Modern Monetary Theory Finds an Embrace in an Unexpected Place: Wall Street
Mr. McCulley, now retired from Pimco, used the same kind of analysis to guide his investing decisions after the financial crisis. He figured the only way that private borrowers could shrink their vast storehouse of debt was to have the government buy up those assets. He was unconcerned that the federal deficit would balloon as a result.
Pimco’s view during the crisis, he said, was “shake hands with the government,” because it had the largest checkbook. That is why the firm invested heavily, for example, in the federally guaranteed mortgage-backed securities that most other firms were shedding.
Mr. Koo of Nomura has further developed the idea of sectoral balances to explain the most recent wave of recessions and argue for larger government deficits. The problem that major economies in Japan, Europe and the United States have today, he said, is that despite low interest rates, investment opportunities in domestic markets don’t offer sufficient returns to lure borrowers to go into debt, using the vast pools of available savings.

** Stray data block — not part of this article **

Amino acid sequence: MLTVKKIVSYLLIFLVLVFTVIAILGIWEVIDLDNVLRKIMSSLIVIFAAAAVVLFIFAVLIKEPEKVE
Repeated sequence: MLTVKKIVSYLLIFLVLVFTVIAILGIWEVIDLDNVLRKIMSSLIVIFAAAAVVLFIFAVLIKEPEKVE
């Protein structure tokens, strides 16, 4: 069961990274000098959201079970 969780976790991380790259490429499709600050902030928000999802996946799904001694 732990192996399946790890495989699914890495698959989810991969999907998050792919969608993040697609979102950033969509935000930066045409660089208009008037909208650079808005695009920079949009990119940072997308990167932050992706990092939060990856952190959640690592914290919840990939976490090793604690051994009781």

That means “the government has to spend money to keep the economy going,” he said. And as long as the government invests in projects that produce an economic return greater than the yield on 10-year Treasury notes — currently about 2.5 percent — “this will never be a burden on taxpayers.”
Ray Dalio, the founder of Bridgewater Associates, one of the world’s largest hedge funds, made a similar point in a paper he released recently about saving capitalism. Without any specific reference to M.M.T., he noted that “policymakers pay too much attention to budgets relative to returns on investments.”
The View From St. Croix
A couple of M.M.T.’s academic strongholds are the University of Missouri-Kansas City and the Levy Economics Institute at Bard College. And there, too, Wall Street’s attraction to the theory has played a role.
Warren Mosler, a hedge-fund mogul who resides in low-tax St. Croix, helped bankroll some of the work at those schools, donating money for student scholarships and conferences.